A Quick Overview Of The New Testament

Today we continue with trying to familiarize ourselves with the Bible. The end goal is to encourage frequent, if not daily use of the Scriptures. Today, our focus is going to be the Scriptures written after the birth of Jesus – the New Testament.

There is a phenomenal consistency in the central message of the Bible. In the Old Testament, we begin by reading how the world and humanity came to be. We read how God carved out a peculiar people – the Nation of Israel – and it was through this Nation that God promised to bring the Savior of all humanity. In the Old Testament, we see a steady movement from World, to Nation and finally to the specific prophecies that point us to the coming Messiah – Jesus Christ.

The New Testament also focuses on Christ, but for a slightly different purpose. We are told that in Christ, God has won forgiveness and salvation for the entire world. And so in the New Testament we have this movement that focuses on what God accomplished on the Cross, and then how that was taken to Jerusalem, Judea, Samaria and to the uttermost parts of the world.

In both the Old and New Testaments, the focus, the central message is Jesus Christ. There was one old boy in history who said that there is a Bible within the Bible and that the inner Bible is Christ. In fact, the way that he explained it was by saying that the Bible is the cradle for Christ. That old boy was Martin Luther. When we look through the lens of Christ, we have a better chance of understanding the Bible.

The original autographs – that is the original texts of the books of the Bible – are not available. The extant manuscripts (the ones available to us today) are copies of the originals. Most of these are written in Greek even though there are scholars who believe that the originals were written in Aramaic.

In saying that the New Testament has a central theme – that is to say that it speaks about Christ and his saving work for the entire world – we can look to one verse to serve as a summary of the entire New Testament.

But these are written, that ye might believe that Jesus is the Christ, the Son of God; and that believing ye might have life through his name.” John 20:31 (KJV)

Ok, with that brief introduction I’d like to invite you to open up your Bibles once again to the index page. We are going to take a quick run through the books of the New Testament to learn about the different classes of writings and their central focus.

The first four books of the New Testament [Matthew, Mark, Luke and John] are the Gospels. These paint a portrait of Jesus with slightly different focuses. For example, the Gospel of Matthew was written primarily to convince a Jewish audience that Jesus Christ is the promised Messiah. That’s why Matthew spends so much time looking at the genealogies – to show how Jesus was born from the promised lineage. Matthew quotes the Old Testament prophets and repeats the phrase, “And so it was fulfilled…” or something similar frequently.

The Gospel of Mark was written to people who were persecuted. Most scholars believe that this Gospel was written to Gentile Christians in Rome who were undergoing intense persecution. He speaks of the power of Christ to deliver from suffering and persecution because his readers were under persecution. And so, because the audience was Gentile, Mark takes the time to explain Jewish terms and customs. The Gospel was also written in no-nonsense language to a people who needed a quick, succinct, get to the point type of message. Some call this the Gospel according to Peter because it is believed Mark was writing for Peter.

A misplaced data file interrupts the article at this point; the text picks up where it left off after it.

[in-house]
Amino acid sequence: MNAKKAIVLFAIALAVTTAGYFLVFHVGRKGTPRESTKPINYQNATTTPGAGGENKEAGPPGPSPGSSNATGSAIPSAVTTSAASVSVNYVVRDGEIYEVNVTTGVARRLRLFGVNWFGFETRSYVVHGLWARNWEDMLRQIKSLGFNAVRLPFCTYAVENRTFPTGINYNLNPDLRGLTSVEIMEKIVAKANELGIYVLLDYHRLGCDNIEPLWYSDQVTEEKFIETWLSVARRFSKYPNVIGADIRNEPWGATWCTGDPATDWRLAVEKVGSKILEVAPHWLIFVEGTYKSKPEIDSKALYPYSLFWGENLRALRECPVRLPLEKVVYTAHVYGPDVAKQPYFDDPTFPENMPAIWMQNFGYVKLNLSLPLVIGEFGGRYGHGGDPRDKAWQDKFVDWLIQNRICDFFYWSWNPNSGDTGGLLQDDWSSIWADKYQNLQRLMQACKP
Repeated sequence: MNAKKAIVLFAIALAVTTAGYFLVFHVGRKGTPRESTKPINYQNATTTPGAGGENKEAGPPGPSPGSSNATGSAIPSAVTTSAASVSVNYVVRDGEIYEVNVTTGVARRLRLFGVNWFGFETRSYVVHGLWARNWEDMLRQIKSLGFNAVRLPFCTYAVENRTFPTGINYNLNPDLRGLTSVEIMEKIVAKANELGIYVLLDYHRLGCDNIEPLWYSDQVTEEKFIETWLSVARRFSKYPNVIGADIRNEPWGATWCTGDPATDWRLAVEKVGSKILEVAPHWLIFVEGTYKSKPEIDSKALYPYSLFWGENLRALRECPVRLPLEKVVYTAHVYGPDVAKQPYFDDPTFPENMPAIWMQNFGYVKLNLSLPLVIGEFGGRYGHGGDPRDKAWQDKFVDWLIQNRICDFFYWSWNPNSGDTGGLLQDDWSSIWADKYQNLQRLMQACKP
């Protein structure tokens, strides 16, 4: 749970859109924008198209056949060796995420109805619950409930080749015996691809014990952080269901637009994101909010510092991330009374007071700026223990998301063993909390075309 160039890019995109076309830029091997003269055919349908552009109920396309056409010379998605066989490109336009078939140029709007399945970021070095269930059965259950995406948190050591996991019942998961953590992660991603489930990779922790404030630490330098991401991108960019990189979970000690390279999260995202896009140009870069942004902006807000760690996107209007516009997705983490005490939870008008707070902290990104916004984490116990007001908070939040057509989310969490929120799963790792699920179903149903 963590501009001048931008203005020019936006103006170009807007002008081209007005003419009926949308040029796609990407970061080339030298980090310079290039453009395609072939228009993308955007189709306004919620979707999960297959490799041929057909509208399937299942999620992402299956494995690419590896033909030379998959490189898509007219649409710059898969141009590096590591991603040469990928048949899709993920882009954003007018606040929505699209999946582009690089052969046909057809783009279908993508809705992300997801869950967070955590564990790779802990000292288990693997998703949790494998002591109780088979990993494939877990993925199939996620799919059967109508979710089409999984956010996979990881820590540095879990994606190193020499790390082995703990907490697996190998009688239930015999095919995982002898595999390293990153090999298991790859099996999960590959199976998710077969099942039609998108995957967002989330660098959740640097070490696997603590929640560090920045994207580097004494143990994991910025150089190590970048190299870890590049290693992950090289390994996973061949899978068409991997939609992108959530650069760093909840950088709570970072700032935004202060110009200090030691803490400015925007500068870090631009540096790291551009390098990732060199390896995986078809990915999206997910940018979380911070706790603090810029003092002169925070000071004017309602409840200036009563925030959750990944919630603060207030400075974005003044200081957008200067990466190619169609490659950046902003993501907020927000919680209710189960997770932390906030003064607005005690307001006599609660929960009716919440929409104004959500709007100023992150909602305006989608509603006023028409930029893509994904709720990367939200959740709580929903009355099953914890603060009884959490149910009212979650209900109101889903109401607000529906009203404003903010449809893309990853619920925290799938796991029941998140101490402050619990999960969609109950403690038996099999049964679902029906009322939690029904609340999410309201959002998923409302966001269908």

The next book is the Gospel of Luke. A very educated and prepared man wrote it – a physician – Dr. Luke. This is a Gospel whose picture of Christ would appeal to all people, but whose eye for detail is absolutely incredible. If we just look at the first few verses of the second chapter of Luke, we can get a sense for Dr. Luke’s incredible capacity to communicate great detail in very succinct language:

And in those days there went out a decree from Caesar Augustus that all the world should be taxed. And this taxing was first made when Cyrenius was governor of Syria. And all went to be taxed, everyone unto his own city. And Joseph also went up from Galilee, out of the city of Nazareth, unto Judaea, unto the city of David, which is called Bethlehem; because he was of the house and lineage of David: To be taxed with Mary his espoused wife, being great with child. (Luke 2, first 5 verses paraphrased)

Wow! Did you get the level of detail in that passage? He tells whom was emperor of Rome and governor of Syria – tying the time to a very specific point in time. He spoke of Joseph’s heritage – a very important detail. He spoke of geography describing the uphill climb from Nazareth to Bethlehem and the territories and boundaries that had to be crossed. He spoke of the personal situation of Mary – ready to deliver her baby – great with child. Very few writers could do this so beautifully. But Dr. Luke, under God’s inspiration, did!

These three Gospels are called “Synoptic Gospels” because they present a sort of eyewitness account to the life of Jesus. They “see together” the events in the life of Christ. The fourth Gospel – the Gospel of John – is quite different. It was written to convince the reader of Jesus’ identity as fully man and fully God. This Gospel gives us an “other-worldly” perspective that describes Jesus – the eternal, pre-existent Logos – the Word – becoming human. The first verse in the book sets the tone: In the beginning was the Word, and the Word was with God and the Word was God…